11-15 Short Stories to Mess Your Mind
11. The Egg by Andy Weir.
You were on your way home when you died.
It was a car accident. Nothing particularly remarkable, but fatal nonetheless. You left behind a wife and two children. It was a painless death. The EMTs tried their best to save you, but to no avail. Your body was so utterly shattered you were better off, trust me.
And that’s when you met me.
“What… what happened?” You asked. “Where am I?”
“You died,” I said, matter-of-factly. No point in mincing words.
“There was a… a truck and it was skidding…”
“Yup,” I said.
“I… I died?”
“Yup. But don’t feel bad about it. Everyone dies,” I said.
You looked around. There was nothingness. Just you and me. “What is this place?” You asked. “Is this the afterlife?”
“More or less,” I said.
“Are you god?” You asked.
“Yup,” I replied. “I’m God.”
“My kids… my wife,” you said.
“What about them?”
“Will they be all right?”
“That’s what I like to see,” I said. “You just died and your main concern is for your family. That’s good stuff right there.”
You looked at me with fascination. To you, I didn’t look like God. I just looked like some man. Or possibly a woman. Some vague authority figure, maybe. More of a grammar school teacher than the almighty.
“Don’t worry,” I said. “They’ll be fine. Your kids will remember you as perfect in every way. They didn’t have time to grow contempt for you. Your wife will cry on the outside, but will be secretly relieved. To be fair, your marriage was falling apart. If it’s any consolation, she’ll feel very guilty for feeling relieved.”
“Oh,” you said. “So what happens now? Do I go to heaven or hell or something?”
“Neither,” I said. “You’ll be reincarnated.”
“Ah,” you said. “So the Hindus were right,”
“All religions are right in their own way,” I said. “Walk with me.”
You followed along as we strode through the void. “Where are we going?”
“Nowhere in particular,” I said. “It’s just nice to walk while we talk.”
“So what’s the point, then?” You asked. “When I get reborn, I’ll just be a blank slate, right? A baby. So all my experiences and everything I did in this life won’t matter.”
“Not so!” I said. “You have within you all the knowledge and experiences of all your past lives. You just don’t remember them right now.”
I stopped walking and took you by the shoulders. “Your soul is more magnificent, beautiful, and gigantic than you can possibly imagine. A human mind can only contain a tiny fraction of what you are. It’s like sticking your finger in a glass of water to see if it’s hot or cold. You put a tiny part of yourself into the vessel, and when you bring it back out, you’ve gained all the experiences it had.
“You’ve been in a human for the last 48 years, so you haven’t stretched out yet and felt the rest of your immense consciousness. If we hung out here for long enough, you’d start remembering everything. But there’s no point to doing that between each life.”
“How many times have I been reincarnated, then?”
“Oh lots. Lots and lots. An in to lots of different lives.” I said. “This time around, you’ll be a Chinese peasant girl in 540 AD.”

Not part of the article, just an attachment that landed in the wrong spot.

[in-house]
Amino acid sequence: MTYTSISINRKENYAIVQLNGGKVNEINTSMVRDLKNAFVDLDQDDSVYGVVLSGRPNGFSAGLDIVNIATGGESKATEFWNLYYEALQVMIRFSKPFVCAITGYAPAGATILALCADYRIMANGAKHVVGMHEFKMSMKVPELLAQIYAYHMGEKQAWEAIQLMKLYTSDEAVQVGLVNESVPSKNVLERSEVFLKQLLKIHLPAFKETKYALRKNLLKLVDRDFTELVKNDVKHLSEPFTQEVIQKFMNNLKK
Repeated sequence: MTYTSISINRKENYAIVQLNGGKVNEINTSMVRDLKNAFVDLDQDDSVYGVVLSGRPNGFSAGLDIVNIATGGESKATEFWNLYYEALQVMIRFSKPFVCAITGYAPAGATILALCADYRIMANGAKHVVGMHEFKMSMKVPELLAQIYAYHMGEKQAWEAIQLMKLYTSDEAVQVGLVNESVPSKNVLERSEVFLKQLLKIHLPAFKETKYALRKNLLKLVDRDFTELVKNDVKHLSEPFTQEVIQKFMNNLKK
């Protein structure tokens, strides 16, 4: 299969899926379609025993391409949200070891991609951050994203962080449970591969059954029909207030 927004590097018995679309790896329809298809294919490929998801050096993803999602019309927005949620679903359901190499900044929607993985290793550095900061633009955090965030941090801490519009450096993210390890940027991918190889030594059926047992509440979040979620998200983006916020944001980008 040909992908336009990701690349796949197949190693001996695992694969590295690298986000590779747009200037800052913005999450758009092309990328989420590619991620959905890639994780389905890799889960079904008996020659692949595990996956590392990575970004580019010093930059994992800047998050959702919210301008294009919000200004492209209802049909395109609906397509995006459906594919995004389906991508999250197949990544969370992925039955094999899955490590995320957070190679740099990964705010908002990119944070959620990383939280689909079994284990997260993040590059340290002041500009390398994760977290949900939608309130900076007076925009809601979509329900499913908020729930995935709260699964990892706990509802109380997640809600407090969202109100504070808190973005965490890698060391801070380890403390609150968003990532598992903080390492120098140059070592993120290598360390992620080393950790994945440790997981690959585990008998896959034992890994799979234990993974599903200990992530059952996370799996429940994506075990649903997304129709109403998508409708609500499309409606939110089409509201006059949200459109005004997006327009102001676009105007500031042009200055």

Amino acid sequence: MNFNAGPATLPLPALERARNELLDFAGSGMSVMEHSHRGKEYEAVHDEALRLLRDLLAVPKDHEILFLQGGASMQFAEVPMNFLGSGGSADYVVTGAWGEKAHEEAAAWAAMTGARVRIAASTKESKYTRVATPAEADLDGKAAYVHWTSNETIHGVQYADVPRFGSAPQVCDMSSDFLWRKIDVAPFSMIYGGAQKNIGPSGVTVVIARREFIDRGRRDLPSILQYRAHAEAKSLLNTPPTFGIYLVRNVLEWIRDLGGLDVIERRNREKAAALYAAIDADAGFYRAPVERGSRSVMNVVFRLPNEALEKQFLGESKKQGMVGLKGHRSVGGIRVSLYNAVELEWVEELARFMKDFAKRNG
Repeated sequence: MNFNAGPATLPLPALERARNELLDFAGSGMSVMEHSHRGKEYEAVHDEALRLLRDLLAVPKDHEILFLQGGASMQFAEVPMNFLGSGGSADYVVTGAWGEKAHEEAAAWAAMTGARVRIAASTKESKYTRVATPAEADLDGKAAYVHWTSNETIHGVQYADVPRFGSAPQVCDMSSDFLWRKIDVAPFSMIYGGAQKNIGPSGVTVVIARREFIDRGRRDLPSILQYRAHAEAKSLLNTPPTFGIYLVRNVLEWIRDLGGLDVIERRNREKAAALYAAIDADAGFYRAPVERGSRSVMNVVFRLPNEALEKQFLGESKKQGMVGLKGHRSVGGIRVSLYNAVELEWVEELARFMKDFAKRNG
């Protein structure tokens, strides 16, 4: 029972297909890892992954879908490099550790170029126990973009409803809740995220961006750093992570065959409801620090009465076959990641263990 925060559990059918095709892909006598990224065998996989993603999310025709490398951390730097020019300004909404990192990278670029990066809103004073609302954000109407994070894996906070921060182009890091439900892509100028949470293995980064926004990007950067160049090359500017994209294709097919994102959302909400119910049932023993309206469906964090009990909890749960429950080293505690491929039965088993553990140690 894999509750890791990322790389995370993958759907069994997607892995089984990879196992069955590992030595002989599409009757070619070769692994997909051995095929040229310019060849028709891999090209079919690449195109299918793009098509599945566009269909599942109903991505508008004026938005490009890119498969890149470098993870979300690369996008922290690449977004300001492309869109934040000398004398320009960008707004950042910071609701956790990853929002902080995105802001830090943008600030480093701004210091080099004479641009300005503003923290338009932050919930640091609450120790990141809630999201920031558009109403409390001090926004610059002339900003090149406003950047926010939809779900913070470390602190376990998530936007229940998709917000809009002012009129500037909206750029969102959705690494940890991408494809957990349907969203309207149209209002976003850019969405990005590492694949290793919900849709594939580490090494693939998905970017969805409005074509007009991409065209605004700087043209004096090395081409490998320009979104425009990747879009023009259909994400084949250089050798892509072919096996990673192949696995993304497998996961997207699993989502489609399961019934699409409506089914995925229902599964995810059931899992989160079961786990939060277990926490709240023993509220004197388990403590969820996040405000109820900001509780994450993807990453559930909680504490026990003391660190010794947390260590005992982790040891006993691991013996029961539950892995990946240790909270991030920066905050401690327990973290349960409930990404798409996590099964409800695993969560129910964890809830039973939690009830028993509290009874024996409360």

“Wait, what?” You stammered. “You’re sending me back in time?”
“Well, I guess technically. Time, as you know it, only exists in your universe. Things are different where I come from.”
“Where you come from?” You said.
“Oh sure,” I explained “I come from somewhere. Somewhere else. And there are others like me. I know you’ll want to know what it’s like there, but honestly you wouldn’t understand.”
“Oh,” you said, a little let down. “But wait. If I get reincarnated to other places in time, I could have interacted with myself at some point.”
“Sure. Happens all the time. And with both lives only aware of their own lifespan you don’t even know it’s happening.”
“So what’s the point of it all?”
“Seriously?” I asked. “Seriously? You’re asking me for the meaning of life? Isn’t that a little stereotypical?”
“Well it’s a reasonable question,” you persisted.
I looked you in the eye. “The meaning of life, the reason I made this whole universe, is for you to mature.”
“You mean mankind? You want us to mature?”
“No, just you. I made this whole universe for you. With each new life you grow and mature and become a larger and greater intellect.”
“Just me? What about everyone else?”
“There is no one else,” I said. “In this universe, there’s just you and me.”
You stared blankly at me. “But all the people on earth…”
“All you. Different incarnations of you.”
“Wait. I’m everyone!?”
“Now you’re getting it,” I said, with a congratulatory slap on the back.
“I’m every human being who ever lived?”
“Or who will ever live, yes.”
“I’m Abraham Lincoln?”
“And you’re John Wilkes Booth, too,” I added.
“I’m Hitler?” You said, appalled.
“And you’re the millions he killed.”
“And you’re everyone who followed him.”
You fell silent.
“Every time you victimized someone,” I said, “you were victimizing yourself. Every act of kindness you’ve done, you’ve done to yourself. Every happy and sad moment ever experienced by any human was, or will be, experienced by you.”
You thought for a long time.
“Why?” You asked me. “Why do all this?”
“Because someday, you will become like me. Because that’s what you are. You’re one of my kind. You’re my child.”
“Whoa,” you said, incredulous. “You mean I’m a god?”
“No. Not yet. You’re a fetus. You’re still growing. Once you’ve lived every human life throughout all time, you will have grown enough to be born.”
“So the whole universe,” you said, “it’s just…”
“An egg.” I answered. “Now it’s time for you to move on to your next life.”
And I sent you on your way.